}
			catch (MailBeeException ex)
			{
				ViewBag.Message = ex.ToString();
			}
			ViewBag.Log = System.IO.File.ReadAllText(logPath);
			return View();
		}

		public ActionResult Contact()
		{
			ViewBag.Message = "Your contact page.";

			return View();
		}
	}
} 

In Views/Home/About.cshtml, make sure you have Message and Log blocks.
Don’t forget to add a reference to MailBee.NET library via Nuget.
Now, when you publish the app and navigate to About page, this will display the number of folders in an IMAP account and the contents of the log file produced by MailBee.

Using MailBee.NET Objects in Azure cloud

Fix IMAP errors with imap.sina.net service

If you’re getting “The envelope data is corrupted or incorrect” when downloading e-mails from sina.net with MailBee.NET Objects, you may face the issue that their mail server returns IMAP envelopes incorrectly in case if a message becomes read (Seen) during downloading.

You can avoid this by keeping message flags intact during downloading (so that download process won’t trigger Seen flag). This code downloads last e-mail in the current folder in sina.net-compatible way:

imp.SetSeenForEntireMessages = false; // Do not set Seen flag on download
MailMessage msg = imp.DownloadEntireMessage(imp.MessageCount, false);


			
Fix IMAP errors with imap.sina.net service

Workaround for intermittent “NO [ALERT]” errors in IMAP

Sometimes (a customer faced this with imap.orange.fr provider), you may be getting intermittent NO responses which cause MailBee to throw an exception (MailBee doesn’t know if this response is intermittent or not). This usually happens when selecting a folder.

For instance, the following can be found in the log:

[16:35:00.52] [RECV] * NO [ALERT] Mailbox is at 83% of quota\r\n [Total 41 bytes received.]

To workaround this problem, just repeat select folder operation in case if the previous one failed due to a negative response from the IMAP server.

try
{
  imap.SelectFolder("INBOX");
}
catch (MailBeeImapNegativeResponseException)
{
  imap.SelectFolder("INBOX");
}
Workaround for intermittent “NO [ALERT]” errors in IMAP

Base64 embedding of related images

In EMBEDDED PICTURES NOT DISPLAYED? BASE TAG CAN BE THE CAUSE. post I explained how to fix the problem of displaying e-mails with embedded pictures.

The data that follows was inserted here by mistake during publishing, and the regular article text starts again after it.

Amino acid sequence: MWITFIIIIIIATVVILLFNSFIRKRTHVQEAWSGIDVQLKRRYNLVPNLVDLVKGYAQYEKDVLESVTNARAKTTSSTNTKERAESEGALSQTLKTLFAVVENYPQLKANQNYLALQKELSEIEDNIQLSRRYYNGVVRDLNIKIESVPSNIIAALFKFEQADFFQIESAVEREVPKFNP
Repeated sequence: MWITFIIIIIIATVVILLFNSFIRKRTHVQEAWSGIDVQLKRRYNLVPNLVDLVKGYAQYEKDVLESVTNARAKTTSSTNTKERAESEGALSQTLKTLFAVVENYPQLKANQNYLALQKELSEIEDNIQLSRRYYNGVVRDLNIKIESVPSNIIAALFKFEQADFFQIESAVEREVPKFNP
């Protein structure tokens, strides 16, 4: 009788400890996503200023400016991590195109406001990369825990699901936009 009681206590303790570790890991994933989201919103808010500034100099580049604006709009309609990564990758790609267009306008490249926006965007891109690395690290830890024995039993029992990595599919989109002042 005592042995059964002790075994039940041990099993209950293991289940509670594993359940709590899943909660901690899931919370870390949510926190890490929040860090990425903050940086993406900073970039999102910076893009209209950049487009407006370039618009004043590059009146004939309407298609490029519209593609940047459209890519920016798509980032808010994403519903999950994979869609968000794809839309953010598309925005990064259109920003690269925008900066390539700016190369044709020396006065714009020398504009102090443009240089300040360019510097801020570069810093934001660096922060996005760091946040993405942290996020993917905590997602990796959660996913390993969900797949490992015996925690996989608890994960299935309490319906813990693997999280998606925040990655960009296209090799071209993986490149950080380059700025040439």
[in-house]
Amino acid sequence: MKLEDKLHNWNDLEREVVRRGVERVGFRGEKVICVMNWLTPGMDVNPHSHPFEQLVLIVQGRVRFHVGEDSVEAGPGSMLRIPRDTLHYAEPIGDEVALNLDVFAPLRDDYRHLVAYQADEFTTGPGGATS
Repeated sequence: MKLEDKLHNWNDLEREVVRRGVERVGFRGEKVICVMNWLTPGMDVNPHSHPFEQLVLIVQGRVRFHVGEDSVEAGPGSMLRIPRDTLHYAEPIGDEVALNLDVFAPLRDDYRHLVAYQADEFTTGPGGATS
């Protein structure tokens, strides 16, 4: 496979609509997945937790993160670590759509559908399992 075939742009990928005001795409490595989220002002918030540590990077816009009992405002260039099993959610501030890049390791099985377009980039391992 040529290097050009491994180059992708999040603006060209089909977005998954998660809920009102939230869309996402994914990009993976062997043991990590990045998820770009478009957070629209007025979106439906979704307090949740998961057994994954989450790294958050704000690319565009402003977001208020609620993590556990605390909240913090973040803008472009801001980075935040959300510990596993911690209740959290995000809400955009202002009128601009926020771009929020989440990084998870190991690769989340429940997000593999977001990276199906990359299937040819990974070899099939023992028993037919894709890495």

MailBee.NET Objects v11 now supports another method of preparing related images so that you can display them regardless of tag and avoid the necessity to save them locally on your server. With this method you can embed images directly in the HTML message body as base64-encoded “data” blocks.

// msg is a MailMessage instance
html = msg.GetHtmlWithBase64EncodedRelatedFiles();

So, if you have a message which contains some related images which are embedded into the message as inline attachments, this method will embed them directly in the message body. You don’t need these attachments any longer.

Just to avoid confusion. There are two types of embedding. An image can be embedded into the message at inline attachment (rather than be referenced by an external link) or be embedded directly in the HTML body as “data” blocks. What we’re talking about is converting inline attachments into “data” blocks.

The method above is mostly intended for parsing and viewing existing e-mails. However, if you’re building a new message and want to base64-embed inline attachments, it can also be used:

// msg is a MailMessage instance
msg.LoadBodyText(@"C:\Temp\body.html", MessageBodyType.Html, null, ImportBodyOptions.ImportRelatedFiles);
html = msg.GetHtmlWithBase64EncodedRelatedFiles();
msg.Attachments.Clear(); // Remove attachments just added, we don't need them anymore.
msg.BodyHtmlText = html;

Please note that it’s recommended to use base64 embedding only if your images are relatively small. Older browsers may have issues with displaying images larger than 32KB in size. Also, Gmail currently does not support base64 encoded images! This means you cannot send an email with base64 encoded images to Gmail users.

Base64 embedding of related images

Accessing Office 365 shared mailboxes via IMAP

Our fellow customer and Office 365 user Bob Sledge kindly shared with the community his findings on which settings must be used in order to access Office 365 accounts via IMAP (and therefore with MailBee.NET), including shared mailboxes.

Server hostname: outlook.office365.com
Port: 993 (for encrypted IMAP)
Authentication: AuthenticationMethods.Auto or AuthenticationMethods.Regular
IMAP4 UserName: Email address of the Office 365 mailbox, e.g. bob@mydomain.com
IMAP4 Password: Domain password for the user assigned to that mailbox

Office 365 has the concept of a normal mailbox, and a “shared” mailbox. The above works for a normal mailbox. If you want to fetch mail from a “shared” mailbox, this is the trick to make it work.

You have to use the credentials of a user who has been assigned to a normal mailbox and has been delegated access to the shared mailbox. Let’s say the normal mailbox address is bob@mydomain.com. And let’s assume that the shared mailbox is SharedMailbox@mydomain.com. In order to fetch mail from this shared mailbox, you use these credentials (and bob@mydomain.com must have been delegated access to SharedMailbox@mydomain.com):

IMAP4 UserName: bob@mydomain.com\SharedMailbox
IMAP4 Password: Domain password for the user assigned to bob@mydomain.com

Accessing Office 365 shared mailboxes via IMAP